John MacDonald, the Labour shadow chancellor, has been in discussions with the economist Lord Skidelsky about the possibility of reducing the ‘traditional’ working week from five to four. Though this is not official Labour Party policy, the campaign for a four-day week is receiving growing political and public support. At this autumn’s Trade Union Congress conference its General Secretary, Frances O’Grady, urged employers to cut employees’ hours.
At face value the arguments for a four-day week seem very plausible and sensible. Who would not want to work less to have more time to spend with family and friends? The rational for the current campaign is not just that it will give workers more leisure time but that it will make workers more productive. If we spend less time at work, we work smarter and this finding is reported in companies that have adopted the four-day week. The doctrine of less is more is the mantra of contemporary time-management gurus. Though rather than seeking the goal of four days maybe we could be more radical and aim for four hours.
There are though some obvious flaws in the productivity argument. It is self-evident that it cannot be applied universally as productivity cannot be measured equally for all workers. The irony of a four-day week is that it could potentially increase demand on workers who work in leisure, rather than ‘productive’ jobs. If we spend less time at work and have more time to go shopping, go to the leisure centre, visit museums and art galleries, socialize at the pub or coffee shop; demands on these services could increase. A lifeguard who works a four-day week is not going to be more ‘productive’ than one who works five days. If four-day weeks are not staggered but used to create long weekends, them the implications for the work/life ‘balance’ of workers in these service industries may deteriorate.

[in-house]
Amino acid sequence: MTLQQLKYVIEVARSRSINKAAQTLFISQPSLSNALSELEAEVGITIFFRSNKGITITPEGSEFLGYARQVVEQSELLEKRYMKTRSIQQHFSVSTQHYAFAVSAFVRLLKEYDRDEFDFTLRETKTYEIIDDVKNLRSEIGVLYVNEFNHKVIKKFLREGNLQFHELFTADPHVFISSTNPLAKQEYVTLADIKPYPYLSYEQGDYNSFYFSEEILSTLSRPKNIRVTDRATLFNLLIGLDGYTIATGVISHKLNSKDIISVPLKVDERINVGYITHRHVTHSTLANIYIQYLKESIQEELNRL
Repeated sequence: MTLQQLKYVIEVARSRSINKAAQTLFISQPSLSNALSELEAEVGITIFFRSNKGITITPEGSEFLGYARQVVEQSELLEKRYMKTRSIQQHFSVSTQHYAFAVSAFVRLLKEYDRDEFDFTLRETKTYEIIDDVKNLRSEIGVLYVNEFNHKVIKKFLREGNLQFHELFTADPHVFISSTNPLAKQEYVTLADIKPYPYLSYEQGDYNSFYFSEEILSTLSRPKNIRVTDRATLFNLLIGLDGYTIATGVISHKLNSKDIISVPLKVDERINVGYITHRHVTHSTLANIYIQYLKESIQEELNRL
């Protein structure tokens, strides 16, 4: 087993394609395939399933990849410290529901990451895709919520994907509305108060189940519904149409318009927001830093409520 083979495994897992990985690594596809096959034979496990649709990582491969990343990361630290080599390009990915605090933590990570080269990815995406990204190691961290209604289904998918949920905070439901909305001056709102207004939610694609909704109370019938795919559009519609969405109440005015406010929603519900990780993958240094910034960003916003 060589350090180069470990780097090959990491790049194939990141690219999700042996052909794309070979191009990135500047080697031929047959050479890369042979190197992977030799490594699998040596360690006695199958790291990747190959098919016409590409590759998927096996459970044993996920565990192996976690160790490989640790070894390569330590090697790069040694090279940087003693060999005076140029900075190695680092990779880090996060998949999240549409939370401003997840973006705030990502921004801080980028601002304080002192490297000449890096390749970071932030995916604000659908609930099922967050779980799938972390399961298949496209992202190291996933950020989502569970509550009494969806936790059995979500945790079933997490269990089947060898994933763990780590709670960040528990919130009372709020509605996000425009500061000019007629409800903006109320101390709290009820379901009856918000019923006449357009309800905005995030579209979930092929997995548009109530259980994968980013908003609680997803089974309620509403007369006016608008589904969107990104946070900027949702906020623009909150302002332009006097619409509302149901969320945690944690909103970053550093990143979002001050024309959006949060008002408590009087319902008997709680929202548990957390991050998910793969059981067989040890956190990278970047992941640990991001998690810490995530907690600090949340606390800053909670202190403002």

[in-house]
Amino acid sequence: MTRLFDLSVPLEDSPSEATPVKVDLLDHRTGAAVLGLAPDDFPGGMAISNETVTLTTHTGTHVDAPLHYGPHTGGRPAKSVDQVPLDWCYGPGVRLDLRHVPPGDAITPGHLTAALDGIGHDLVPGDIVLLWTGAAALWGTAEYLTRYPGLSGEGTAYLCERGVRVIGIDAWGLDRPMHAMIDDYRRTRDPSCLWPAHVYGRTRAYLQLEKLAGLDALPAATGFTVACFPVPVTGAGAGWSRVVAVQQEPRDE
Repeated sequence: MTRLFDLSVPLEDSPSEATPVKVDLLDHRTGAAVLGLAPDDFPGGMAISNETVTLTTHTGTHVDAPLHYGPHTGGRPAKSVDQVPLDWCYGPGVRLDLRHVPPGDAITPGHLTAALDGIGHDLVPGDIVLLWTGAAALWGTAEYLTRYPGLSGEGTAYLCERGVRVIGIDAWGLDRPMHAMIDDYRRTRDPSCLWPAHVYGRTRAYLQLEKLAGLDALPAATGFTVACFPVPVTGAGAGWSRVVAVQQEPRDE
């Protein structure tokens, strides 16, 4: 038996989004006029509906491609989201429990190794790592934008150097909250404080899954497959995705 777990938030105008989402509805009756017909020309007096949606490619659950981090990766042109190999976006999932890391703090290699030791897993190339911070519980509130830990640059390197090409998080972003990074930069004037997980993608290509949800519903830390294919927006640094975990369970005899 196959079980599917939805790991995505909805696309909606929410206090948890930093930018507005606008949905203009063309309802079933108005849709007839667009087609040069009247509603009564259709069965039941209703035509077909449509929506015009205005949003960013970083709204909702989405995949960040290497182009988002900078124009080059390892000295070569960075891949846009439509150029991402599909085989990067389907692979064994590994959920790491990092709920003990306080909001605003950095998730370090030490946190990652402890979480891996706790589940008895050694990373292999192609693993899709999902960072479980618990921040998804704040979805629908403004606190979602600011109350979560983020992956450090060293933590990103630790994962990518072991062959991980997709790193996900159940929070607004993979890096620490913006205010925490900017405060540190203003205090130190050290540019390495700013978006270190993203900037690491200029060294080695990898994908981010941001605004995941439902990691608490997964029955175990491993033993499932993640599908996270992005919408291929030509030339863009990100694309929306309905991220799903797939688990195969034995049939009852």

The mantra of enhancing productivity is not just restricted to the world of work, but to life outside of work as well. In the same way that we are urged not to waste time at work doing unproductive activities (chatting to colleagues, daydreaming, checking social media and of course reading blogs) we are encouraged to have full and fulfilling lives outside of work. It is a feature of self-help texts on time management that families are there for recreation and leisure. The urge to have more time to spend with family does not necessarily equate this time with the drudgery of domestic and caring responsibilities. Family is not always fun, as work is not always productive. Yet this time spent being unproductive or doing routine domestic chores is important.
I would be more convinced by campaigns for a four-day week if they could be inspired by Dame Minouche Shafik, Director of the London School of Economics and former Vice-President of the Bank of England. In her recent Annual Leverhulme Lecture: ‘Why Are We So Miserable When Things are Getting Better?’ Dame Shafik reflects on her own dogmatic adherence as an economist to the manta of efficiency. She suggests that ‘In some areas of policy, it may be best to tolerate a bit of inefficiency for the sake of political and social cohesion.’ If we recognise that devotion to the cult of hard work is making us miserable, then seeking the solution through strategies to enhance efficiency does not really get the point. Recognising that not all social benefits can be secured through economic rationality, as Dame Shafik suggests, has to be part of the argument.